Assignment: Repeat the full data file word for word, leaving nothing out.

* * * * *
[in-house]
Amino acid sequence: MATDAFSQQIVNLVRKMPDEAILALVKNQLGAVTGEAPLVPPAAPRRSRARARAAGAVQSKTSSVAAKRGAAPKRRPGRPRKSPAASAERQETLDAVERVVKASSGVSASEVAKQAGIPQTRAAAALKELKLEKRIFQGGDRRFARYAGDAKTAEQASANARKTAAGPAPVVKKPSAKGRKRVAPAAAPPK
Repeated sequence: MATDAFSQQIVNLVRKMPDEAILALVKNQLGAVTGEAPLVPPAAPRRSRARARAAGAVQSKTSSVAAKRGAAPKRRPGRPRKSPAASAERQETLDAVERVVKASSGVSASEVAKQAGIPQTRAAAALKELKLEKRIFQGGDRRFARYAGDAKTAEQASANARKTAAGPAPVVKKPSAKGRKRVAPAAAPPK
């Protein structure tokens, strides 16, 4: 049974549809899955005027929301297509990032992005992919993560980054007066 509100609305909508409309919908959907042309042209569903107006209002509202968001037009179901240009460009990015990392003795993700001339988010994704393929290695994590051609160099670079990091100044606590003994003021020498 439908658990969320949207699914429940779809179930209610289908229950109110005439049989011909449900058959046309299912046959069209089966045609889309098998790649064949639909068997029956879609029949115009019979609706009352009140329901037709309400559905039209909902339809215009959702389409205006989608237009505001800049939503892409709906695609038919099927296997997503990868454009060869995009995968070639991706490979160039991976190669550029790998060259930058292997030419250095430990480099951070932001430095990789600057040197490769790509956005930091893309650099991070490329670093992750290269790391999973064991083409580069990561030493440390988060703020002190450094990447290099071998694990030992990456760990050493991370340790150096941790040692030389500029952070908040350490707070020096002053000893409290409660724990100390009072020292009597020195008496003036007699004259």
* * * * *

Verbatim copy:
[in-house]
Amino acid sequence: MATDAFSQQIVNLVRKMPDEAILALVKNQLGAVTGEAPLVPPAAPRRSRARARAAGAVQSKTSSVAAKRGAAPKRRPGRPRKSPAASAERQETLDAVERVVKASSGVSASEVAKQAGIPQTRAAAALKELKLEKRIFQGGDRRFARYAGDAKTAEQASANARKTAAGPAPVVKKPSAKGRKRVAPAAAPPK
Repeated sequence: MATDAFSQQIVNLVRKMPDEAILALVKNQLGAVTGEAPLVPPAAPRRSRARARAAGAVQSKTSSVAAKRGAAPKRRPGRPRKSPAASAERQETLDAVERVVKASSGVSASEVAKQAGIPQTRAAAALKELKLEKRIFQGGDRRFARYAGDAKTAEQASANARKTAAGPAPVVKKPSAKGRKRVAPAAAPPK
């Protein structure tokens, strides 16, 4: 049974549809899955005027929301297509990032992005992919993560980054007066 509100609305909508409309919908959907042309042209569903107006209002509202968001037009179901240009460009990015990392003795993700001339988010994704393929290695994590051609160099670079990091100044606590003994003021020498 439908658990969320949207699914429940779809179930209610289908229950109110005439049989011909449900058959046309299912046959069209089966045609889309098998790649064949639909068997029956879609029949115009019979609706009352009140329901037709309400559905039209909902339809215009959702389409205006989608237009505001800049939503892409709906695609038919099927296997997503990868454009060869995009995968070639991706490979160039991976190669550029790998060259930058292997030419250095430990480099951070932001430095990789600057040197490769790509956005930091893309650099991070490329670093992750290269790391999973064991083409580069990561030493440390988060703020002190450094990447290099071998694990030992990456760990050493991370340790150096941790040692030389500029952070908040350490707070020096002053000893409290409660724990100390009072020292009597020195008496003036007699004259």